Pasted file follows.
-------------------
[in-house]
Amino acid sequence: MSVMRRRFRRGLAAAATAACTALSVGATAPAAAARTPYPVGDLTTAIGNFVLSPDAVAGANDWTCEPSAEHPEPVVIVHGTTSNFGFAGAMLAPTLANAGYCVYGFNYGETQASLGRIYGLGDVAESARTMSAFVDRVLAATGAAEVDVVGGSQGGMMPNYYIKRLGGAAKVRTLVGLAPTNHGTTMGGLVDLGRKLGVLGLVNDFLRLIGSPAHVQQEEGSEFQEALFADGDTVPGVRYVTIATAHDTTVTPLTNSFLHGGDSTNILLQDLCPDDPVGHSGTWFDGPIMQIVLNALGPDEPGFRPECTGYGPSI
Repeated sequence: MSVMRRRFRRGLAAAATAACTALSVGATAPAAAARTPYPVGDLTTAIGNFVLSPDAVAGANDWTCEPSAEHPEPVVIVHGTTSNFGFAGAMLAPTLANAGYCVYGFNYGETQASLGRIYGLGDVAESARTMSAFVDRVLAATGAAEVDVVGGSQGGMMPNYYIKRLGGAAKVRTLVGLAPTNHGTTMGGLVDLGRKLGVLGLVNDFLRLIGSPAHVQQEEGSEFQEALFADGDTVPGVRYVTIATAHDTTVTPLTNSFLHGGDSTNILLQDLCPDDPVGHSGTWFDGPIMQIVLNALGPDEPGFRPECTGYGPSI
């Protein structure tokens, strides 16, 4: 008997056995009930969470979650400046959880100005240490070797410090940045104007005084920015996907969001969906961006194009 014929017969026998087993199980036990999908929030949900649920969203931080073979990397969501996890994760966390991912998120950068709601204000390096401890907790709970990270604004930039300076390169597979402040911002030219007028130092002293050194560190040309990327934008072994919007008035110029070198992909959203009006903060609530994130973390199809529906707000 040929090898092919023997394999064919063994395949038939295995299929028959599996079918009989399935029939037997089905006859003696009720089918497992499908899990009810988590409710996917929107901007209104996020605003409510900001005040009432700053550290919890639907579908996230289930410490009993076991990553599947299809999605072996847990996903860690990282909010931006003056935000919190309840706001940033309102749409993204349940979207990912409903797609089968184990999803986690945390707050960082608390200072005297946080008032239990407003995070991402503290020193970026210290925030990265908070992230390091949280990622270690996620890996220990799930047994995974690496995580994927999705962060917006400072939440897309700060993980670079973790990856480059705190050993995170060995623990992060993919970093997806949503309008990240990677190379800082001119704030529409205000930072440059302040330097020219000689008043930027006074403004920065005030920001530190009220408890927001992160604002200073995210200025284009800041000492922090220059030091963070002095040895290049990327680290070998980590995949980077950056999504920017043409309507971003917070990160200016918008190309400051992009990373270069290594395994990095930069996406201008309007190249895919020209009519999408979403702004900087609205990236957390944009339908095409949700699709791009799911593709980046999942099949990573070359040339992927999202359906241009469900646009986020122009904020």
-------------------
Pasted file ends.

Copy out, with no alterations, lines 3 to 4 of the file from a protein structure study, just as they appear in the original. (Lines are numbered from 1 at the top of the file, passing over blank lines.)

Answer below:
Repeated sequence: MSVMRRRFRRGLAAAATAACTALSVGATAPAAAARTPYPVGDLTTAIGNFVLSPDAVAGANDWTCEPSAEHPEPVVIVHGTTSNFGFAGAMLAPTLANAGYCVYGFNYGETQASLGRIYGLGDVAESARTMSAFVDRVLAATGAAEVDVVGGSQGGMMPNYYIKRLGGAAKVRTLVGLAPTNHGTTMGGLVDLGRKLGVLGLVNDFLRLIGSPAHVQQEEGSEFQEALFADGDTVPGVRYVTIATAHDTTVTPLTNSFLHGGDSTNILLQDLCPDDPVGHSGTWFDGPIMQIVLNALGPDEPGFRPECTGYGPSI
């Protein structure tokens, strides 16, 4: 008997056995009930969470979650400046959880100005240490070797410090940045104007005084920015996907969001969906961006194009 014929017969026998087993199980036990999908929030949900649920969203931080073979990397969501996890994760966390991912998120950068709601204000390096401890907790709970990270604004930039300076390169597979402040911002030219007028130092002293050194560190040309990327934008072994919007008035110029070198992909959203009006903060609530994130973390199809529906707000 040929090898092919023997394999064919063994395949038939295995299929028959599996079918009989399935029939037997089905006859003696009720089918497992499908899990009810988590409710996917929107901007209104996020605003409510900001005040009432700053550290919890639907579908996230289930410490009993076991990553599947299809999605072996847990996903860690990282909010931006003056935000919190309840706001940033309102749409993204349940979207990912409903797609089968184990999803986690945390707050960082608390200072005297946080008032239990407003995070991402503290020193970026210290925030990265908070992230390091949280990622270690996620890996220990799930047994995974690496995580994927999705962060917006400072939440897309700060993980670079973790990856480059705190050993995170060995623990992060993919970093997806949503309008990240990677190379800082001119704030529409205000930072440059302040330097020219000689008043930027006074403004920065005030920001530190009220408890927001992160604002200073995210200025284009800041000492922090220059030091963070002095040895290049990327680290070998980590995949980077950056999504920017043409309507971003917070990160200016918008190309400051992009990373270069290594395994990095930069996406201008309007190249895919020209009519999408979403702004900087609205990236957390944009339908095409949700699709791009799911593709980046999942099949990573070359040339992927999202359906241009469900646009986020122009904020």